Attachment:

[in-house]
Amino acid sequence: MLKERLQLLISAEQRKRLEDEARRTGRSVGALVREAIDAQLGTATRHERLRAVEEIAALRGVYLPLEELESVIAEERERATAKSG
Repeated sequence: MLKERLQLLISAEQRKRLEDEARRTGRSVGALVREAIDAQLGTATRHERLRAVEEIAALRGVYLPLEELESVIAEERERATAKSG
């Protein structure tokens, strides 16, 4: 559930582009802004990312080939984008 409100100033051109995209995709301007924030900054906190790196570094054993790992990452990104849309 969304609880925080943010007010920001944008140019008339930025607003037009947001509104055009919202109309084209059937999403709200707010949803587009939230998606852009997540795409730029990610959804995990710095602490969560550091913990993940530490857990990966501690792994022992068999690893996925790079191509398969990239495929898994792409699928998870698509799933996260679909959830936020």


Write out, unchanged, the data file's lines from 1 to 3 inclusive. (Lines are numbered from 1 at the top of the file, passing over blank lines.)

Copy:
[in-house]
Amino acid sequence: MLKERLQLLISAEQRKRLEDEARRTGRSVGALVREAIDAQLGTATRHERLRAVEEIAALRGVYLPLEELESVIAEERERATAKSG
Repeated sequence: MLKERLQLLISAEQRKRLEDEARRTGRSVGALVREAIDAQLGTATRHERLRAVEEIAALRGVYLPLEELESVIAEERERATAKSG